The Art of Intentional Listening

Being able to actively listen is one thing, but having the ability to discern what the other person really wants is an art form. In today's competitive market, it is more important than ever to have a leg up on the competition. One way to make yourself stand out in an interview or network situation is to intentionally listen for what the other person wants or needs. If you are wondering how you can listen intentionally, then this article is for you.   

Most people listen to others through a filter. In fact, study after study has shown that people only listen effectively 25% of the time! People often only hear what they want to hear, and do not pay close enough attention to what is said, and more importantly, to what is not said. Imagine the last time you were having a conversation and your mind began to wander to what you had for breakfast or to the list of errands you had to run. People do not typically listen to what others have to say, rather, they are simply waiting for their turn to offer their opinion or ideas. The same is true for interviewing.


When you are in an interview, you are often wrapped up in trying to think of the next question the interviewer might ask you or perhaps how to convince them to hire you. Rarely do people listen for what the employer needs and how they can solve the employer's problem. If you can learn how to listen for the problems a company needs solved and then turn around and offer a solution, you will blow the competition away!


Below are 3 tips to help you become a more intentional listener:

 

1) Be present-Empty your mind and focus on what the other person is saying, rather then your next response. Be willing to focus all your attention on what the other person is saying. It can be draining to be present all of the time, but in the long run, it is worth it.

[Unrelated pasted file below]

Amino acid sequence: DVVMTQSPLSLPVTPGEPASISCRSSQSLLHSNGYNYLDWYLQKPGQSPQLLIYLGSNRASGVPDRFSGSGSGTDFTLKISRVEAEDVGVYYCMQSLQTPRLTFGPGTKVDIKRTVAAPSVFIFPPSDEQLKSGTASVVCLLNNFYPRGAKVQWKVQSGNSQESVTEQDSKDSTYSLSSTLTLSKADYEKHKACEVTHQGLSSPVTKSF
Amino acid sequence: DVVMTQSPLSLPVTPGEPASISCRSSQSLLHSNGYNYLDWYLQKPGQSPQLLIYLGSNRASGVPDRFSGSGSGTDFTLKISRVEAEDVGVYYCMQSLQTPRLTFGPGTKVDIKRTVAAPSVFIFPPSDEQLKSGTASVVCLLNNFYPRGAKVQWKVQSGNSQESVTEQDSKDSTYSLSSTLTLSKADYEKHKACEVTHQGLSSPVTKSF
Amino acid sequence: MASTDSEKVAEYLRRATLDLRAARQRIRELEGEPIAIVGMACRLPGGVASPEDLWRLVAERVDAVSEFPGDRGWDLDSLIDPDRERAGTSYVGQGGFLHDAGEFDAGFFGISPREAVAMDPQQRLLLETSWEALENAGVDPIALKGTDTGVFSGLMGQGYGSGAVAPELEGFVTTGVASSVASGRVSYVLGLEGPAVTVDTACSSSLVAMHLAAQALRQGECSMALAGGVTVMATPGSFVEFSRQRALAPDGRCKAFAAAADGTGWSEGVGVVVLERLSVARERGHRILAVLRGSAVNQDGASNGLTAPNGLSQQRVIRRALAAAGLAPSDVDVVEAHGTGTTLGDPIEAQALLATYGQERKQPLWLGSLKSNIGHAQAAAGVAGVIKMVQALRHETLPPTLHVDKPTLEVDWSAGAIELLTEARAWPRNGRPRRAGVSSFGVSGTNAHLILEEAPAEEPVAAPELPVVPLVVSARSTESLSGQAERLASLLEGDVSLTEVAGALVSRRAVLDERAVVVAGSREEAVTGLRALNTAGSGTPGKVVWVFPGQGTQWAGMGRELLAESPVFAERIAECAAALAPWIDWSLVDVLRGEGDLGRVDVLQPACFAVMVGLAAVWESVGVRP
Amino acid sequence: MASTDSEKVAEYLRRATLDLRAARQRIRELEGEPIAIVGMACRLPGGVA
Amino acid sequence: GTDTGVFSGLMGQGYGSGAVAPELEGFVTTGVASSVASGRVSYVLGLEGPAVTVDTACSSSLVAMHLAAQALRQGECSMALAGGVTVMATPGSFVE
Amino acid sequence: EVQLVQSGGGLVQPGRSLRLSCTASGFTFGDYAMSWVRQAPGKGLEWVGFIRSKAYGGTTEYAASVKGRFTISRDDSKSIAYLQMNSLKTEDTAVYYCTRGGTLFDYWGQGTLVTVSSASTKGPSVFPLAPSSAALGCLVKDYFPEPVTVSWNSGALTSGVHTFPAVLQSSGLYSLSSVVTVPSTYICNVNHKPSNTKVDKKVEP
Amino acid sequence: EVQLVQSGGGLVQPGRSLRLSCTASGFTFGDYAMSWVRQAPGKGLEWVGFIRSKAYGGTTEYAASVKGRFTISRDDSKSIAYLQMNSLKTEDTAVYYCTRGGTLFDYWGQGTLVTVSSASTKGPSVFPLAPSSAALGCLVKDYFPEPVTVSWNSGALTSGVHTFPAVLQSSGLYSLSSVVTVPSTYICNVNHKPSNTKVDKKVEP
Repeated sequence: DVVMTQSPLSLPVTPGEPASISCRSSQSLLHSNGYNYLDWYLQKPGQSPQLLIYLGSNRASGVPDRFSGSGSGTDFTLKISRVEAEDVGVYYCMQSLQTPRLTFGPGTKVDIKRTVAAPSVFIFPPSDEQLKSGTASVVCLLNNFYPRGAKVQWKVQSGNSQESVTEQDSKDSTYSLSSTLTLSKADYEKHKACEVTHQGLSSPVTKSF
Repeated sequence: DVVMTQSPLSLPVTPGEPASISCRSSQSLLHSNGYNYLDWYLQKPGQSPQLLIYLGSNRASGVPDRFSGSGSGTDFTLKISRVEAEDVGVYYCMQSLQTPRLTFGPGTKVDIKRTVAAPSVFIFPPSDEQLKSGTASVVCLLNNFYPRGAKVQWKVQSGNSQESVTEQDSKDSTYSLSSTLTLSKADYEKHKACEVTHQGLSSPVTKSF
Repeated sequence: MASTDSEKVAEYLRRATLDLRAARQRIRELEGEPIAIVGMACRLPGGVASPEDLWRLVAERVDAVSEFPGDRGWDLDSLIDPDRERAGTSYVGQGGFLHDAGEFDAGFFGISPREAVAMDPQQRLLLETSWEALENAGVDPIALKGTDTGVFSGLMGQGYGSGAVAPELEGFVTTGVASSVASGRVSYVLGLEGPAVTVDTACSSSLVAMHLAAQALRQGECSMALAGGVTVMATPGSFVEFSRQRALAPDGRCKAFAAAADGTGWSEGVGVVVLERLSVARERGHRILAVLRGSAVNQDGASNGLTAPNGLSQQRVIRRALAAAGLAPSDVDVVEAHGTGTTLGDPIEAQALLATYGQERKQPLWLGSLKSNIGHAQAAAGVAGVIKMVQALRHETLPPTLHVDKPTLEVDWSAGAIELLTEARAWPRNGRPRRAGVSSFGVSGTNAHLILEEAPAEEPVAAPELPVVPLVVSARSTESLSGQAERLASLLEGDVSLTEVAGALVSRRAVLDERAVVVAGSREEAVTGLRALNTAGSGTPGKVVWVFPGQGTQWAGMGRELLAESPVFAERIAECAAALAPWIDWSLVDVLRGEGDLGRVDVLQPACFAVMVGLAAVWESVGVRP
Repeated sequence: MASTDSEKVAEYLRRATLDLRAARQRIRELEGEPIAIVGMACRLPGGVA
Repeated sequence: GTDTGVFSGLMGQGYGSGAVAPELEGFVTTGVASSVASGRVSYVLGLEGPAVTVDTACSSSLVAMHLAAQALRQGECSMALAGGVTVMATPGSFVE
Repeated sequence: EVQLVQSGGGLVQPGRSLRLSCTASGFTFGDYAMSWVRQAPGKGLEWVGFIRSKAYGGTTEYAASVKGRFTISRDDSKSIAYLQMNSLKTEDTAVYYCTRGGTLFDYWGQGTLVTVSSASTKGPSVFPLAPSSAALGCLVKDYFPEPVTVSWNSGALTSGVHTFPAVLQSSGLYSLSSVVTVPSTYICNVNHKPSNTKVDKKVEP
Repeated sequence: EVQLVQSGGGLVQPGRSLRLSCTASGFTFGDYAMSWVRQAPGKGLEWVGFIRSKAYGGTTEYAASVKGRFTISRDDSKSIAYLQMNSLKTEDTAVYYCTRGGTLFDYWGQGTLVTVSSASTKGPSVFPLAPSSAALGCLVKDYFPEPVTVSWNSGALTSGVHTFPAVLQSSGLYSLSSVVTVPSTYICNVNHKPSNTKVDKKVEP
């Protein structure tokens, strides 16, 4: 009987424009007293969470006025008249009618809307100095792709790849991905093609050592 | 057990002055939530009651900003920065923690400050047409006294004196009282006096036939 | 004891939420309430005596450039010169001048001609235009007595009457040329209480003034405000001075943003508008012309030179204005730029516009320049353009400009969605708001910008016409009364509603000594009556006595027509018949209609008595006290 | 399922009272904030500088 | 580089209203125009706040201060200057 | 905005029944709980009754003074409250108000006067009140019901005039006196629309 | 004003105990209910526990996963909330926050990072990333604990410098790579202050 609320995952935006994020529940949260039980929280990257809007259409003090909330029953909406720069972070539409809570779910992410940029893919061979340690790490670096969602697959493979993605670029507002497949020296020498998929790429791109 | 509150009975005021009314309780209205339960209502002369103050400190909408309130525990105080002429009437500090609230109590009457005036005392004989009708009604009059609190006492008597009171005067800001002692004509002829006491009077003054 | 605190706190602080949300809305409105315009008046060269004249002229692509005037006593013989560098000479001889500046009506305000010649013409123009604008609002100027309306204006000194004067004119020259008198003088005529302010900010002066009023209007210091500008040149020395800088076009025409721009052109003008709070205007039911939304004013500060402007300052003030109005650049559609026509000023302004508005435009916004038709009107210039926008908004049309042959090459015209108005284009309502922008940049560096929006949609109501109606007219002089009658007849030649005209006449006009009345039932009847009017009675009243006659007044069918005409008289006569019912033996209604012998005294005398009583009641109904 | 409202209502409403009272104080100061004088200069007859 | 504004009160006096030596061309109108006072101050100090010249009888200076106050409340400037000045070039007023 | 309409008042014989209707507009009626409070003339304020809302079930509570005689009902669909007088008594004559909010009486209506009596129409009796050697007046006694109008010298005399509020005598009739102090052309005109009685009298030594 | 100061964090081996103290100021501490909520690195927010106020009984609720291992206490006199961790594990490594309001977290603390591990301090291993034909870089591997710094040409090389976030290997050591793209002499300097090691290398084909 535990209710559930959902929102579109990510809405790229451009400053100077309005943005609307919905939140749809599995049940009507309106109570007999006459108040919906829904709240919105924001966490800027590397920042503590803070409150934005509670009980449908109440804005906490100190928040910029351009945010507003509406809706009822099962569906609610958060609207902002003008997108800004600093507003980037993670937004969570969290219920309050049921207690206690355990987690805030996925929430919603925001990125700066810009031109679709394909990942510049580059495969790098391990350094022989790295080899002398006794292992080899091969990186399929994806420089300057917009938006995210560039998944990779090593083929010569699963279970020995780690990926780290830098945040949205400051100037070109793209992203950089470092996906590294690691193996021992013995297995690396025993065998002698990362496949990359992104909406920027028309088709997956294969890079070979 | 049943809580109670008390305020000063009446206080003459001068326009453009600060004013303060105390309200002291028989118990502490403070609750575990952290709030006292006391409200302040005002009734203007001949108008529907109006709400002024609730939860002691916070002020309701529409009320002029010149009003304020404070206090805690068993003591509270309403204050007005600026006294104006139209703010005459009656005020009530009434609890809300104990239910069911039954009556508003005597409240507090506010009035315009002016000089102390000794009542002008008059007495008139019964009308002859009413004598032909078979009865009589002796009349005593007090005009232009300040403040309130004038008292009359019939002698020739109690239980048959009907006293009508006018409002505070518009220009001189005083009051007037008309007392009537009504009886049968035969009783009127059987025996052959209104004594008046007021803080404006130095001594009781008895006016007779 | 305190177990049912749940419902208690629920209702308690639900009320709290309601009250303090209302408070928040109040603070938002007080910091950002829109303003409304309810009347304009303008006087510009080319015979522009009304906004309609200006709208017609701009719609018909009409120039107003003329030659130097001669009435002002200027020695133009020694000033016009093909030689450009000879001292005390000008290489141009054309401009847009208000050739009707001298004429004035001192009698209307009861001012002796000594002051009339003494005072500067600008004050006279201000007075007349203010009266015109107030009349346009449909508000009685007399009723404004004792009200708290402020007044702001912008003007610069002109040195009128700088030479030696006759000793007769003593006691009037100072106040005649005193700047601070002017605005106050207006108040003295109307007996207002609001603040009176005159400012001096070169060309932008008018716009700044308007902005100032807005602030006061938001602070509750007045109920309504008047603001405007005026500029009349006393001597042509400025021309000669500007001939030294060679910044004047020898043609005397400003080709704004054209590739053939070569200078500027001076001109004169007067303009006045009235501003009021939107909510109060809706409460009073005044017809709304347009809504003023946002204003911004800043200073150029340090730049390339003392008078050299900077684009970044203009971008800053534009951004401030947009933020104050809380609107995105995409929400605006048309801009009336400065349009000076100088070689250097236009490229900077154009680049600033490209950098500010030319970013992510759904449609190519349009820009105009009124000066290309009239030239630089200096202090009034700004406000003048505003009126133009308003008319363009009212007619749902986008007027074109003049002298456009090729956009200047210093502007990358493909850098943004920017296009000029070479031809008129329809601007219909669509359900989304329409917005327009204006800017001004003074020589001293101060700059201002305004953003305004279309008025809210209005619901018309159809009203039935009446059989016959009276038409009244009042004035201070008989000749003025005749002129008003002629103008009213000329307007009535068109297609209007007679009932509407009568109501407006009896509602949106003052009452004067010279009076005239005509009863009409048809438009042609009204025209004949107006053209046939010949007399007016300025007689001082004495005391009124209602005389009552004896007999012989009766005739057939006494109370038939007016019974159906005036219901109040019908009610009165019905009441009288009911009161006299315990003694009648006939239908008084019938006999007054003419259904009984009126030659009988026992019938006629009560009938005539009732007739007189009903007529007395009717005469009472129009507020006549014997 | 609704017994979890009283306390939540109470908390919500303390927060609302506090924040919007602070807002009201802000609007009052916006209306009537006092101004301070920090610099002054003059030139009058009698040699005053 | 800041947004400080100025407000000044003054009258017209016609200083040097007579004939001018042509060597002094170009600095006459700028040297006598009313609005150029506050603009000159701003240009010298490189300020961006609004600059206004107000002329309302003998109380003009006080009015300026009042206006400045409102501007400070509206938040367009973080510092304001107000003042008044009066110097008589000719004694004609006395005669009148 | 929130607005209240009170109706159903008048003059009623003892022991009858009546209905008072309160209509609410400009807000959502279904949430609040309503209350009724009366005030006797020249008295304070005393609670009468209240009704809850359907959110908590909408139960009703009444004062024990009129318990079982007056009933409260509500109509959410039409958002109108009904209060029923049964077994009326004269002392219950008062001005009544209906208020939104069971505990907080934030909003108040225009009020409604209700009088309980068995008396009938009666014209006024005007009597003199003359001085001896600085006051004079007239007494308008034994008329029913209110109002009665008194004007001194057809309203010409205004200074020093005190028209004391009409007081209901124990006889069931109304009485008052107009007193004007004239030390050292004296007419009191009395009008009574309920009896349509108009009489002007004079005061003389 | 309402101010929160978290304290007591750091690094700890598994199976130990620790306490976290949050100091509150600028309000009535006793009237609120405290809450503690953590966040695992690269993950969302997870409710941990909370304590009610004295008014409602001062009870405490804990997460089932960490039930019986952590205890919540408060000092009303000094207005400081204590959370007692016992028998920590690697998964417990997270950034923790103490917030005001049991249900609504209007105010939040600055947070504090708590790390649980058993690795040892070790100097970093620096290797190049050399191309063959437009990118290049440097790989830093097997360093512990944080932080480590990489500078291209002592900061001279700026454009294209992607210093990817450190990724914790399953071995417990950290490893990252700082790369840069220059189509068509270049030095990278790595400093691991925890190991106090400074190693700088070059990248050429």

2) Think/Listen empathetically-Be sensitive to the other person's feelings and thoughts. Avoid using the word “but,” as it negates anything that was said prior. Focus on repeating back to the person what was said in a way that has the other person feel understood, such as “I can see why you would feel that way.”

 

3) Ask questions and offer insights-A great listener will want to make sure they understand the problem clearly. They will ask pertinent questions related to the conversation and will add ideas or insights to what the speaker has already said. This will give the speaker the experience of being heard.

 

Intentional listening takes hard work and focus. It can take an hour or a minute to hear what the other person is saying, that is up to you. If you take the time to work on your intentional listening skills, you will amazed at what you hear.

One thought on “The Art of Intentional Listening”

  1. Beautiful and important posting…! The art of listening in communication has been forgotten and you bring clear and simple reminders. Thank you…! Stephen Cover also reminded us 4 levels of listening: ignoring, pretending, selective listening, and empathic listening. I am learning other 4 focus of listening:content, tonality, care, and understanding.

Comments are closed.